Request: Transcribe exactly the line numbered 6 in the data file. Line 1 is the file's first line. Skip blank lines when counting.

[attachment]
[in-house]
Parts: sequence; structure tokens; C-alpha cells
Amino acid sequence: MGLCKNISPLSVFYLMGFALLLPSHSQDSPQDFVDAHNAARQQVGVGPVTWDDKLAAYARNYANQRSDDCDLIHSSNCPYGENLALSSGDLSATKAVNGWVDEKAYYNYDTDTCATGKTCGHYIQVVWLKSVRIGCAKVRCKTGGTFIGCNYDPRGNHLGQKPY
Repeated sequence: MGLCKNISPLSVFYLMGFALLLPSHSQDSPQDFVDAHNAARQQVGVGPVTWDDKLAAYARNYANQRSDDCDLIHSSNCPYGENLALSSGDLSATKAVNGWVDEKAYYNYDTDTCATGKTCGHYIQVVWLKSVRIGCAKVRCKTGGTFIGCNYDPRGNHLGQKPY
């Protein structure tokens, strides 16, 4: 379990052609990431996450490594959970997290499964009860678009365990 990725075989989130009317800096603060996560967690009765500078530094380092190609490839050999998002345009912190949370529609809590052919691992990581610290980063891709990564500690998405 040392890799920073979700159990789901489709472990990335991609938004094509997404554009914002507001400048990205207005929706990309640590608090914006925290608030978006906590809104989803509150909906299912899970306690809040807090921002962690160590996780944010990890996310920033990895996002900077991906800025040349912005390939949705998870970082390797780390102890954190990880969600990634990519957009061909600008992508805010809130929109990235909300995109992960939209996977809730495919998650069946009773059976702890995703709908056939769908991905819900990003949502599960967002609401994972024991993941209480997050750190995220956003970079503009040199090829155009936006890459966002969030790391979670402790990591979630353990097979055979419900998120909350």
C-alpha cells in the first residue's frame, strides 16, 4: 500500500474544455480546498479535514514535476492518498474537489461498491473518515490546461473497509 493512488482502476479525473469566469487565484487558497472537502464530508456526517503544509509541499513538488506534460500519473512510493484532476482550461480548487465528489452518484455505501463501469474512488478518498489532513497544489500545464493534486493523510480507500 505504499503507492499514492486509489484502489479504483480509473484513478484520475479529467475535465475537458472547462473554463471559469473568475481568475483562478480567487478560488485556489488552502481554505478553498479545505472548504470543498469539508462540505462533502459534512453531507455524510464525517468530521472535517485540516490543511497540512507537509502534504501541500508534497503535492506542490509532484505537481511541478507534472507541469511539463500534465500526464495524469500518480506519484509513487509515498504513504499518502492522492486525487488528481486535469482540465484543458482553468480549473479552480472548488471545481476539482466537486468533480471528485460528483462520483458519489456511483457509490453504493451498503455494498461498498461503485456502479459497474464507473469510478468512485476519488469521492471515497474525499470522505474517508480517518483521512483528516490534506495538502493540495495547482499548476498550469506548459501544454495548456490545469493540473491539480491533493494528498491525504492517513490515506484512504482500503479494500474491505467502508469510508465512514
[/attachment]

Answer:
C-alpha cells in the first residue's frame, strides 16, 4: 500500500474544455480546498479535514514535476492518498474537489461498491473518515490546461473497509 493512488482502476479525473469566469487565484487558497472537502464530508456526517503544509509541499513538488506534460500519473512510493484532476482550461480548487465528489452518484455505501463501469474512488478518498489532513497544489500545464493534486493523510480507500 505504499503507492499514492486509489484502489479504483480509473484513478484520475479529467475535465475537458472547462473554463471559469473568475481568475483562478480567487478560488485556489488552502481554505478553498479545505472548504470543498469539508462540505462533502459534512453531507455524510464525517468530521472535517485540516490543511497540512507537509502534504501541500508534497503535492506542490509532484505537481511541478507534472507541469511539463500534465500526464495524469500518480506519484509513487509515498504513504499518502492522492486525487488528481486535469482540465484543458482553468480549473479552480472548488471545481476539482466537486468533480471528485460528483462520483458519489456511483457509490453504493451498503455494498461498498461503485456502479459497474464507473469510478468512485476519488469521492471515497474525499470522505474517508480517518483521512483528516490534506495538502493540495495547482499548476498550469506548459501544454495548456490545469493540473491539480491533493494528498491525504492517513490515506484512504482500503479494500474491505467502508469510508465512514